Book Review, “Average is Over” by Tyler Cowan

I read this book after seeing a review in the Lexington column of The Economist magazine. The Economist review is good, but I do have a few quibbles with the book. First, let me say that the general theme, “average is over,” is I believe, right. I agree with Cowan that those who are able to work effectively with electronic devices and tools will be those who are able to hold down the higher paying jobs of the 21st century. Effective education is a part of the equation, as are motivation, perseverance, and native intelligence. Those who lack one or more of these qualities will have a hard time being in the “top 15%” of society, as Cowan postulates.

Now, on to my issues with the book. Cowan’s focus on chess, while understandably important to him, is but one case study, and I think that he uses empirical observations about chess and chess computer programs to project a narrow domain on both human endeavor and computational theory. Not only that, but he lets this example run on far too long. More important, though, is Cowan’s focus on “genius machines” and their ability to develop theoretical frameworks beyond the ken of humans. In chess or other computational problems, there are data and algorithms. Lots of data and sophisticated algorithms can produced results that are beyond human abilities due to the immense amount of computation and number crunching involved. By mining data, computers can find correlations that we didn’t know existed. But, can they determine if a relationship is causality or coincidence? To the extent that the answer is “computable” a computer is a wonderful tool.

I’m much less sanguine about a set of silicon having a spark (perhaps at the Kurzweil singularity) that allows it to develop theoretical frameworks (without significant fundamental changes in the science of computers). More data and faster execution won’t make the qualitative changes necessary for those results. Cowan is right that we are getting further removed from understanding the technologies behind our tablet computers and smartphones. However, as “magical” as the iPad may be, as Arthur Clarke said, “Any sufficiently advanced technology is indistinguishable from magic.” At its heart, the iPad, your desktop computer, or a supercomputer is still a von Neumann computer with one instruction from a program being executed after another. The processor (running its own sophisticated microcode) may support parallelism, predictive execution of code, modification of the code it’s executing, and a myriad of other performance enhancing features. However, it still at heart is executing one instruction after another and processing data with those instructions…albeit very quickly with a precision that a human can never match. Cowan’s economic analysis may be good, and his theory on the impact of technology on the workplace generally accurate, but he’s not a computer scientist.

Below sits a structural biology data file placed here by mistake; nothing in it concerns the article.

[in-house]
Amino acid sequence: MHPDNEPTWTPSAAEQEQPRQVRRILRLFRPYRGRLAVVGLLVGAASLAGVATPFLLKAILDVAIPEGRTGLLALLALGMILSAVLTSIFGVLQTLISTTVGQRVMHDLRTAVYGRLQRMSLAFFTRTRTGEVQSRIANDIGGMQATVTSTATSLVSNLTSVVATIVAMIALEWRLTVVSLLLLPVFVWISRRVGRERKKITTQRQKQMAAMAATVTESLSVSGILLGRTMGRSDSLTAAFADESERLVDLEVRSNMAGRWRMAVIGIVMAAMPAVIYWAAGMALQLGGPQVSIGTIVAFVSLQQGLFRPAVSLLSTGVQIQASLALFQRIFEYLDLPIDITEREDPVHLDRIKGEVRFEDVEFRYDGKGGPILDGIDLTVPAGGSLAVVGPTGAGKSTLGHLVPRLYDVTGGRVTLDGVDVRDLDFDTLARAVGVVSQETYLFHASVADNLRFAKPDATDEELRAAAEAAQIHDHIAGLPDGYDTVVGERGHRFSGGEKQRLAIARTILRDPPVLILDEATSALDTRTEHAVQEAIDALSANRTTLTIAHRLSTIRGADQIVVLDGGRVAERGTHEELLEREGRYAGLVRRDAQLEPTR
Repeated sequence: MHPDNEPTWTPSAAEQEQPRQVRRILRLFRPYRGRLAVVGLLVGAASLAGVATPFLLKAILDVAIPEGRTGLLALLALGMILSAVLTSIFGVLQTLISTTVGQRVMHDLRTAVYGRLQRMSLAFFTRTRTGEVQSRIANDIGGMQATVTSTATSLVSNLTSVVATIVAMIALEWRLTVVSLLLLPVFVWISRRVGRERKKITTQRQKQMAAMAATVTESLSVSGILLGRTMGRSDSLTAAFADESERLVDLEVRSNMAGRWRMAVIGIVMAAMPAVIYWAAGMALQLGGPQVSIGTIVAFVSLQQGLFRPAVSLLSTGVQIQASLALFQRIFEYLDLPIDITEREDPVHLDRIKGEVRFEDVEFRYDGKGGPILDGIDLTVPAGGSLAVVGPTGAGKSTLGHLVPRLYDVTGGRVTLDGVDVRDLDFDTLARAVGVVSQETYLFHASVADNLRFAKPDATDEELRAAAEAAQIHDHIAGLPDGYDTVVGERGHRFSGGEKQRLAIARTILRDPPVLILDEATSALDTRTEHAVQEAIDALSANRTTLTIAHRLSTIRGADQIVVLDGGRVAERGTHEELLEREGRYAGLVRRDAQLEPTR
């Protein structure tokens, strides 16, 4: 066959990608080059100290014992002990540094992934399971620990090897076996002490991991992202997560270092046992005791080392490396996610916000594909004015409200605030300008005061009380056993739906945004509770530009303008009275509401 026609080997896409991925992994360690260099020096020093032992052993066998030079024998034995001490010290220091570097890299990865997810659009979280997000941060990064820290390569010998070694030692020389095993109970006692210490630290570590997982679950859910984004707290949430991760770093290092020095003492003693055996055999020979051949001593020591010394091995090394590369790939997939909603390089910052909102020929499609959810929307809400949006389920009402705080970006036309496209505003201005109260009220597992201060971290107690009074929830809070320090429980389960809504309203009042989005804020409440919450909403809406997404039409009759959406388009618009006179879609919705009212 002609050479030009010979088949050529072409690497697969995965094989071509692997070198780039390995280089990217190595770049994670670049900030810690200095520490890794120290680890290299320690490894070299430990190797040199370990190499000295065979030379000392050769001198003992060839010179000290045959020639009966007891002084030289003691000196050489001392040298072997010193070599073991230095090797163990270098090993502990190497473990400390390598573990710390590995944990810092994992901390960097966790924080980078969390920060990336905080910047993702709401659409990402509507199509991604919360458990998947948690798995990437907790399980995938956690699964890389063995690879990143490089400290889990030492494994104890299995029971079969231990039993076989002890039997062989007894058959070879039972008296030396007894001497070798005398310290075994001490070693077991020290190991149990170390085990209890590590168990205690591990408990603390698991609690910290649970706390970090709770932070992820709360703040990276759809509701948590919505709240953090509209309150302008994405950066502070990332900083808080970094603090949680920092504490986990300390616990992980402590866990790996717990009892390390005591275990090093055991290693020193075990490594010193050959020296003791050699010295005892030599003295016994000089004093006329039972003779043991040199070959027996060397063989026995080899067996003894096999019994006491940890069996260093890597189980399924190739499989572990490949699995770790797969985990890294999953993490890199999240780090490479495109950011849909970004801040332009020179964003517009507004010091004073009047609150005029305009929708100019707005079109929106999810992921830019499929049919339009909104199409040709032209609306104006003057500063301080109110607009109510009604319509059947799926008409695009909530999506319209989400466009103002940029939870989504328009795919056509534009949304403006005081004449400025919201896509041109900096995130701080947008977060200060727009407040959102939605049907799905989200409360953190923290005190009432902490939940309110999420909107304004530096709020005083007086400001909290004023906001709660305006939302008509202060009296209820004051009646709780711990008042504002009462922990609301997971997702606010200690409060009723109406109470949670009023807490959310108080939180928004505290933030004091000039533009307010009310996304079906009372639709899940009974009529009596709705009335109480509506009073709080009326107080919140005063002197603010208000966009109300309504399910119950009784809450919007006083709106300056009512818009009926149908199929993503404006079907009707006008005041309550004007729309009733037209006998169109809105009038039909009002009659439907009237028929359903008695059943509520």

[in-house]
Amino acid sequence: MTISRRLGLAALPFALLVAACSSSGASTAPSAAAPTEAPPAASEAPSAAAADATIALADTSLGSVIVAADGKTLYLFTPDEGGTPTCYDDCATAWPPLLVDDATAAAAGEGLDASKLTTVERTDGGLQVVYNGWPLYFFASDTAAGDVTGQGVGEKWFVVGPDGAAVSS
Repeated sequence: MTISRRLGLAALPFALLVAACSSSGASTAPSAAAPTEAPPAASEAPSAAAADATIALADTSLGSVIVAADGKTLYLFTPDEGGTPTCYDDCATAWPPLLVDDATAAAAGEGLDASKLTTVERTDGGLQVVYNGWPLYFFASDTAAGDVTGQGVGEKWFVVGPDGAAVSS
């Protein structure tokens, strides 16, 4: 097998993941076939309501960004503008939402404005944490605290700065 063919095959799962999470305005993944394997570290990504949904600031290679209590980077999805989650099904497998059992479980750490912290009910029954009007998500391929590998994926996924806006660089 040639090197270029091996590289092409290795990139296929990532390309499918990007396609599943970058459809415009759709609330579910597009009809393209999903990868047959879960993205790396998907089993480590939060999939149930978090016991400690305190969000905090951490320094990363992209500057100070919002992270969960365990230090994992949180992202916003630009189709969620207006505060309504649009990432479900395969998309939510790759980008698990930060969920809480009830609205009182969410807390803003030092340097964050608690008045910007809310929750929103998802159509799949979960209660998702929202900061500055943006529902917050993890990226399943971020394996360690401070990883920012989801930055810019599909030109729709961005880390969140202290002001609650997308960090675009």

All in all, it’s a good book. While my left-leaning democratic tendencies make me believe that we do need to provide a higher level of social services for those who are digital roadkill, Cowan’s thesis that the economic impact of technology is just beginning to be felt is something that I agree with wholeheartedly. Cowan highlights problems that our politicians need to address and that the electorate needs to understand.

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